We can quote the old Chinese proverb until blue in the face, but it always rings true: Give a man a fish, he eats for a day. Teach him to fish, he eats for a lifetime. More and more successful companies are successful because they teach their employees to be leaders. Amit Singh, president of Google for Work, reinforced this old belief in a new way recently. He told the New York Times,
I learned the hard way about the importance of coaching people rather than jumping in and doing the work for them. A lot of folks have a tough time with that balance, and I did, too. Instead of giving people advice or coaching them on how to present something, I would go and do it for them or write their presentation.
In other words, getting frustrated with a newbie and pushing them out of the way to do it yourself, never works. But, believe me, that happens more than you think. I see it daily, especially when we break up into teams to perform a team builder and the boss is a team. At first glance you think, wow, the boss is “one of the common folk” and that is true for many. But watch that team move around, say in our Treasure Hunt Adventure, and see who is doing all the work, all the leading, answering all the questions. Nine times out of ten, it is the boss.
Learning how to get along and work together, work in a team, is the difference between frontline managers and leaders. Leaders find a way to work together.
There are several reasons this can happen and the most glaring is “leadership paralysis.” With the boss there, if the rank and file do not feel comfortable enough they just will not speak up and take the helm. No one wants to err in the boss’ presence so no one tries. The boss feels the vacuum and does what he or she is paid to do, get things done. And a valuable lesson is lost and a negative one is reinforced. How many times have I seen the team following the boss around the site, holding the map, barking orders, I cannot count.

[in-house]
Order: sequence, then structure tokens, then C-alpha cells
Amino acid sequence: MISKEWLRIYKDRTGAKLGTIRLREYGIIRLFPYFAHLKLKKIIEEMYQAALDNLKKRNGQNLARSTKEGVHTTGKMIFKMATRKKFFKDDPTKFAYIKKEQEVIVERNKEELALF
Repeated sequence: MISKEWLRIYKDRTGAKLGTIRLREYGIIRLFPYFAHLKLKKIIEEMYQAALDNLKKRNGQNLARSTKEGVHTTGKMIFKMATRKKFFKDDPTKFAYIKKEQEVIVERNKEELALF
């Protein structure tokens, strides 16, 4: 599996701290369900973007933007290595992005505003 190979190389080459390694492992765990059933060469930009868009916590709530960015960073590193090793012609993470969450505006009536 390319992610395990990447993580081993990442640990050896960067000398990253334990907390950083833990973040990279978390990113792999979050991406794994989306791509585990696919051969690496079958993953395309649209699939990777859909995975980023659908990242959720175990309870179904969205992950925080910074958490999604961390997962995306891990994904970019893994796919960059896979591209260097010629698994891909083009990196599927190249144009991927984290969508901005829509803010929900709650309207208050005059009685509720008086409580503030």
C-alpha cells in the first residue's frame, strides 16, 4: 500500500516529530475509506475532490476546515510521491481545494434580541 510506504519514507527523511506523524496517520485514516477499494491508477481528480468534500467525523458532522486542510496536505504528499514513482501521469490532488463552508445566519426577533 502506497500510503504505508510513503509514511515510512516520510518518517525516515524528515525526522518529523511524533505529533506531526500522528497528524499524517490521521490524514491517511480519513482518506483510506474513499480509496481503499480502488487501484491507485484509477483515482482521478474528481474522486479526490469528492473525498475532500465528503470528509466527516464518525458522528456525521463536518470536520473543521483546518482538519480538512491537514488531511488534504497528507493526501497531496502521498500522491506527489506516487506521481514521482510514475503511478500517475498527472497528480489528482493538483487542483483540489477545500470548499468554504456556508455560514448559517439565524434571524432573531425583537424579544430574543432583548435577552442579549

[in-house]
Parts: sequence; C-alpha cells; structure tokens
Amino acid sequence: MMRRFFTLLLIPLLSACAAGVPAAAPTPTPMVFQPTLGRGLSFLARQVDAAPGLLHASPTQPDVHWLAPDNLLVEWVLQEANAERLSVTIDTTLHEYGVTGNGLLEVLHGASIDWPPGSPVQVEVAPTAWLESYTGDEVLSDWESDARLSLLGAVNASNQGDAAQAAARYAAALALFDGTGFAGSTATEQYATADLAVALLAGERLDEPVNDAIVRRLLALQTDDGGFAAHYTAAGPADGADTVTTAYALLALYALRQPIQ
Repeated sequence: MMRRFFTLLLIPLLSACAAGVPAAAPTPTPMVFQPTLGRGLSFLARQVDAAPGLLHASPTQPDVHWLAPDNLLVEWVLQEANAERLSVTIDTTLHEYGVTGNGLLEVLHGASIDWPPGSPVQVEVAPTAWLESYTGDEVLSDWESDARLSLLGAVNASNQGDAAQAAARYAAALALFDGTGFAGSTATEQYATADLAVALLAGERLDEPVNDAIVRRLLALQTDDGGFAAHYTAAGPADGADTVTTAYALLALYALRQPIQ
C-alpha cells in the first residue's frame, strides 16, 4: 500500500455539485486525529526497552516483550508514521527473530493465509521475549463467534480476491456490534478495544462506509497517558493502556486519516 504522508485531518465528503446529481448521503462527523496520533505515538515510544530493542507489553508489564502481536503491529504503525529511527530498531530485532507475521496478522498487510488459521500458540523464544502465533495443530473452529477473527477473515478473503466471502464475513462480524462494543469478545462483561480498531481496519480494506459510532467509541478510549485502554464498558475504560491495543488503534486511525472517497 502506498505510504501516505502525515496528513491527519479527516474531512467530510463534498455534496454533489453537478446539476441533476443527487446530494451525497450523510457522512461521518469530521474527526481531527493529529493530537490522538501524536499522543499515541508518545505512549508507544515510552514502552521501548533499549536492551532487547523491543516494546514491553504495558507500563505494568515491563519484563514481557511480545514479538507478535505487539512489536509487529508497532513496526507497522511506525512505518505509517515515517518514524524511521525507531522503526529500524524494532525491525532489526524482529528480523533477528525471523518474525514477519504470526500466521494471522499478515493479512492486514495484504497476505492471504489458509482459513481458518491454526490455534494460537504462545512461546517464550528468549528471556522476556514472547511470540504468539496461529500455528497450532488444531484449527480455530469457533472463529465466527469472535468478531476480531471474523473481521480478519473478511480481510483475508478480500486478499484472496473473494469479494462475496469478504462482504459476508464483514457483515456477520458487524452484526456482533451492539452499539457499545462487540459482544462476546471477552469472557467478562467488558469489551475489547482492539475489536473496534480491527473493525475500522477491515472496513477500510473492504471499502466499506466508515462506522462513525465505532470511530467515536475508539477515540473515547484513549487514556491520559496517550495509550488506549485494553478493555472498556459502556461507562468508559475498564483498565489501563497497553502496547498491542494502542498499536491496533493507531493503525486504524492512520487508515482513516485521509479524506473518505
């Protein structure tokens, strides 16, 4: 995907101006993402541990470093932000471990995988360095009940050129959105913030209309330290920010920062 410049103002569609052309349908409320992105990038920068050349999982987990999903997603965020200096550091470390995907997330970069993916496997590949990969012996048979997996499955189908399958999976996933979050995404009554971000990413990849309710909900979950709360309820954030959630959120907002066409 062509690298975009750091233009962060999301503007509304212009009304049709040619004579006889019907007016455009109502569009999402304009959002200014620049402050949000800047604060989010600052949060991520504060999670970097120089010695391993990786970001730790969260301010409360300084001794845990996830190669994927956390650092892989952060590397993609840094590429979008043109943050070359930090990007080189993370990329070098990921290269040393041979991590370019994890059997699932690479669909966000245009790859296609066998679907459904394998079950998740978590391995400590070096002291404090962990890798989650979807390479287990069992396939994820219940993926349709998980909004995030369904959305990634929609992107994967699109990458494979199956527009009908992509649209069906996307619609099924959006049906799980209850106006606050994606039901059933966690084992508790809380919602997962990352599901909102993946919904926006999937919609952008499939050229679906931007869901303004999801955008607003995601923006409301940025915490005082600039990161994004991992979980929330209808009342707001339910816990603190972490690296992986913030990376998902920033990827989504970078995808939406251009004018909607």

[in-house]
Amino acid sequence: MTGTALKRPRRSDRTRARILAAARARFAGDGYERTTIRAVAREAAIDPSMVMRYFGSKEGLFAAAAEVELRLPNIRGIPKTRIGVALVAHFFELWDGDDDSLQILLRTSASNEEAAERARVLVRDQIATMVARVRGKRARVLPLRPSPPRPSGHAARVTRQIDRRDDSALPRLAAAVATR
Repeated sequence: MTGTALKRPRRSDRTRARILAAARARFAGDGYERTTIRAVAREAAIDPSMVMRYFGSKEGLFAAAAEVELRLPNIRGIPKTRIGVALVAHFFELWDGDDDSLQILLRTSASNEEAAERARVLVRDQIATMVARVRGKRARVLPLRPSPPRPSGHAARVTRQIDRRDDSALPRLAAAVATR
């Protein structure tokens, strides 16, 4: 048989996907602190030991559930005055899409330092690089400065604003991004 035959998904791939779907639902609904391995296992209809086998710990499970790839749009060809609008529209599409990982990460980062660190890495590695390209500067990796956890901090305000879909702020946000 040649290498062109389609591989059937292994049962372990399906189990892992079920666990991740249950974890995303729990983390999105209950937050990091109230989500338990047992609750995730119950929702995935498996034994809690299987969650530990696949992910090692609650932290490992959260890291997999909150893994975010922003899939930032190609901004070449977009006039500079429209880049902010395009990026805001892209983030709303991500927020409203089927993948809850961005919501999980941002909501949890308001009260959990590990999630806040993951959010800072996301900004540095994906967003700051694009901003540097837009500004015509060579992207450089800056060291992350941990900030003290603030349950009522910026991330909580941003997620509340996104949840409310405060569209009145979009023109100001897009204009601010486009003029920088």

So Singh gives us an insight into the Google culture when he says
Over the years, I have tried to find the balance of when to jump in and when to coach. I’ve also learned how to coach. A lot of folks wait until a formal review, and I’ve always felt that the best coaching is in the moment and actionable.
Coaching, I have learned from someone close to me who took an important step in her corporate leadership life when she focused on imbedding the values of coaching into her executive demands. She attended the Newfield Network in Boulder where leader Julio Olalla teaches “transformational leadership.” As opposed to informational learning where we input knowledge the old fashioned cognitive way, transformational learning involves “psychological (changes in understanding of the self), convictional (revision of belief systems), and behavioral (changes in lifestyle).” Deep, emotional meaning is attached to major learning patterns. A perfect example was my Dad who, after suffering a major heart attack and quadruple bypass, completely changed his lifestyle. Not only his diet was changed but his entire outlook on how to live was altered. And this profound change came because of a brush with death on the OR table of Massachusetts General.
Of course, all transformational learning does not need such a motivation. But the key is to have an experience during the learning process that sets the foundation for the change. In our team builder, we have teams seemingly compete against each other and then, when they least expect it, they are nudged into cooperation. This is a bitter pill for some to take. No one likes to lose to their fellow workers but successful companies all know the value of this. And Google is one of them.
It’s about trying to make somebody better versus criticizing someone for doing something. Done right, people love it, because you’re really invested in their success. – Amit Singh
Simon Sinek’s take on leadership (with 25 million hits) says the same thing in a different way:
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